A single interest on reserve balances (IORB) rate will replace two former rates under a final rule amending Regulation D announced Tuesday by the Federal Reserve.
The rule takes effect July 29; it contains no changes from the proposal announced in December (and published in the Federal Register in January).
Under the final rule, references to an interest on required reserves (IORR) rate and to an interest on excess reserves (IOER) rate will be eliminated. Both will be replaced by the IORB rate.
The Fed said the final rule also simplifies the formula used to calculate the amount of interest to be paid on such balances and makes other minor changes.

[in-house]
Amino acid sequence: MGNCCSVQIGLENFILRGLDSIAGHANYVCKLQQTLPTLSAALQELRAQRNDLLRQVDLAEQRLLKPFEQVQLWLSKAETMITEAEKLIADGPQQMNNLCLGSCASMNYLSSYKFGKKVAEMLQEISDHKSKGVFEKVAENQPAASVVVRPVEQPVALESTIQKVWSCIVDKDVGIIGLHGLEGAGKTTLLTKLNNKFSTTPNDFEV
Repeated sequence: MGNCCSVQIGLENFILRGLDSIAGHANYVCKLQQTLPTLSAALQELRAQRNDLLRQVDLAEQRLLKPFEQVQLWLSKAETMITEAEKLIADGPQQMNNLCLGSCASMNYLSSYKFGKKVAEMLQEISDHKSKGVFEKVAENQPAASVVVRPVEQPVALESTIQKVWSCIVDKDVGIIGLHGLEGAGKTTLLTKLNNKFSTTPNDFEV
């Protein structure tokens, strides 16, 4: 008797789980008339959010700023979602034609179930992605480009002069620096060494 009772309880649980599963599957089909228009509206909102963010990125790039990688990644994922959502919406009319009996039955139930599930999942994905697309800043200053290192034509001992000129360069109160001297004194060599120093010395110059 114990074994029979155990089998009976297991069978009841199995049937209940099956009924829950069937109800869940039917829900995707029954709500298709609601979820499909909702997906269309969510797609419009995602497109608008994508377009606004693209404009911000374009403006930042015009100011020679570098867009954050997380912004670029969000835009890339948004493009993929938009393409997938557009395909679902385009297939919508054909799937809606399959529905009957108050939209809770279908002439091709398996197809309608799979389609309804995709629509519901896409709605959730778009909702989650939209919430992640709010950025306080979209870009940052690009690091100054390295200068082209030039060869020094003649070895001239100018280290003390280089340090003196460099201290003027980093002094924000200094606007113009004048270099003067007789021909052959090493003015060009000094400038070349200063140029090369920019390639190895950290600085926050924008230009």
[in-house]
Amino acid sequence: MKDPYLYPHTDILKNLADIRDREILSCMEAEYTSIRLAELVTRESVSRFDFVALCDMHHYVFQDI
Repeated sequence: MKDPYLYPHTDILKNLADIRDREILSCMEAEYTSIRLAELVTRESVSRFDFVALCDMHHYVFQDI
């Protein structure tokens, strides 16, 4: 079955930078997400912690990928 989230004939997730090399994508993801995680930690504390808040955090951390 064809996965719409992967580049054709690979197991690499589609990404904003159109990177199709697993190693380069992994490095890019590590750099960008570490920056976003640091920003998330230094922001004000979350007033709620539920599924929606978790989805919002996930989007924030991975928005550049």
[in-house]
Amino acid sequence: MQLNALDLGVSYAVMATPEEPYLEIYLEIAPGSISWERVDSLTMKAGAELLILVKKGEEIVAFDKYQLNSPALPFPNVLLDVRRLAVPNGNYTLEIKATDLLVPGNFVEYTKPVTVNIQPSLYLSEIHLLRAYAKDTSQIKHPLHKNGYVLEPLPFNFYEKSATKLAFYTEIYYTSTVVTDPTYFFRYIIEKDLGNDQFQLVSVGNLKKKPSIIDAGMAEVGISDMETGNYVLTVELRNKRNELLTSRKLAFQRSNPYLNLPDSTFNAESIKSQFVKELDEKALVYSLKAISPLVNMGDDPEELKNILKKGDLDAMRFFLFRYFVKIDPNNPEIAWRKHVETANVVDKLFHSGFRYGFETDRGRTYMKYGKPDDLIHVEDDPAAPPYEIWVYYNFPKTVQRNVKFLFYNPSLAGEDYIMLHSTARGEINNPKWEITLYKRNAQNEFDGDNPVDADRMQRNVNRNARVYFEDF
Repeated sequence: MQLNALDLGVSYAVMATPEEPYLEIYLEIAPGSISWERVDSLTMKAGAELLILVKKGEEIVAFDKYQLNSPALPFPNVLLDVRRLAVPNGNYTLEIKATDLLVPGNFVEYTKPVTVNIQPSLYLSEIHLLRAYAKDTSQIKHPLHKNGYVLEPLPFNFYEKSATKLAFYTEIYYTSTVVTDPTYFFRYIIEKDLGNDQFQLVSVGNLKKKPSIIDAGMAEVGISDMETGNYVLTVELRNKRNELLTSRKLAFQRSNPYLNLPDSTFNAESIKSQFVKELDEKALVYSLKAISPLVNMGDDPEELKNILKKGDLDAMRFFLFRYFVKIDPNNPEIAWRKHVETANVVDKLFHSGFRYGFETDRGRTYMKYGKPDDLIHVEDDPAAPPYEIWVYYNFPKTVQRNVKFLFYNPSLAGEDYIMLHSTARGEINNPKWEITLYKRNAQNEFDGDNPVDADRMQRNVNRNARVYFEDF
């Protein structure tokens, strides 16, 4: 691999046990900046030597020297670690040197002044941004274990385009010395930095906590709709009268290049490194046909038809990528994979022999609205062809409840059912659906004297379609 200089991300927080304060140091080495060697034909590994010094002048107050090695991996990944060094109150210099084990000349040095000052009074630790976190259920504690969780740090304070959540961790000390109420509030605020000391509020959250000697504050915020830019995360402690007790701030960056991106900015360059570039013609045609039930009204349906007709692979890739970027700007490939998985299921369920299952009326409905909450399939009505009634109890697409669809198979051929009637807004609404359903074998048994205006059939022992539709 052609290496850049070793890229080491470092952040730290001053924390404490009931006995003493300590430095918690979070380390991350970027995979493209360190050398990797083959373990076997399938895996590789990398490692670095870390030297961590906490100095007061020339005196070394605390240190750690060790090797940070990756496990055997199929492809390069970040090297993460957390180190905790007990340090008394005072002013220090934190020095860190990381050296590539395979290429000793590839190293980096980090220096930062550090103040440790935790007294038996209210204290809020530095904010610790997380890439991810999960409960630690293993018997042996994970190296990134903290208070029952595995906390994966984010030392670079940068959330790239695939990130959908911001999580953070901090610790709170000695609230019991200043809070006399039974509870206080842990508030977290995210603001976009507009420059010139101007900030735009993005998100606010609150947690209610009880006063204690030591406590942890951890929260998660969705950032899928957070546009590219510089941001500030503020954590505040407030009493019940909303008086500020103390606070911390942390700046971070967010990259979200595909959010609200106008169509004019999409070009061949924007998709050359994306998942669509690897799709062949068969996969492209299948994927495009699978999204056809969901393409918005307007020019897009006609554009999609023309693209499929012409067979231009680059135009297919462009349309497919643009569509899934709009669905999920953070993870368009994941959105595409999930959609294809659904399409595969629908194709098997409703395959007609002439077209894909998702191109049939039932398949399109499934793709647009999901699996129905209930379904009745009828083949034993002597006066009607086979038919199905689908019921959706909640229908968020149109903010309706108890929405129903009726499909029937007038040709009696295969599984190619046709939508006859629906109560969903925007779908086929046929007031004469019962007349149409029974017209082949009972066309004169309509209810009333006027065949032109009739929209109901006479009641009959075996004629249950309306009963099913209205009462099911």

Since March of 2020, transaction account reserve requirement ratios have been set to zero, largely in response to the financial impact of the coronavirus crisis. As a result, depository institutions no longer have had to maintain balances to satisfy a reserve balance requirement.
However, banks still receive earnings from their local Federal Reserve Banks on the reserves still held – but those reserves are based on the IORR and IOER rates (both set at 0.10%). “Regulation D also applies the IORR rate and the IOER rate to balances maintained by or on behalf of eligible institutions based on whether such balances are or are not maintained to satisfy reserve balance requirements,” the Fed noted last December.
To account for such changes, the Fed said late last year that the new rule amends Regulation D in two ways, creating a single rate (the IORB) and streamlining the calculation of interest by multiplying the IORB rate on a day by the balances maintained on that day.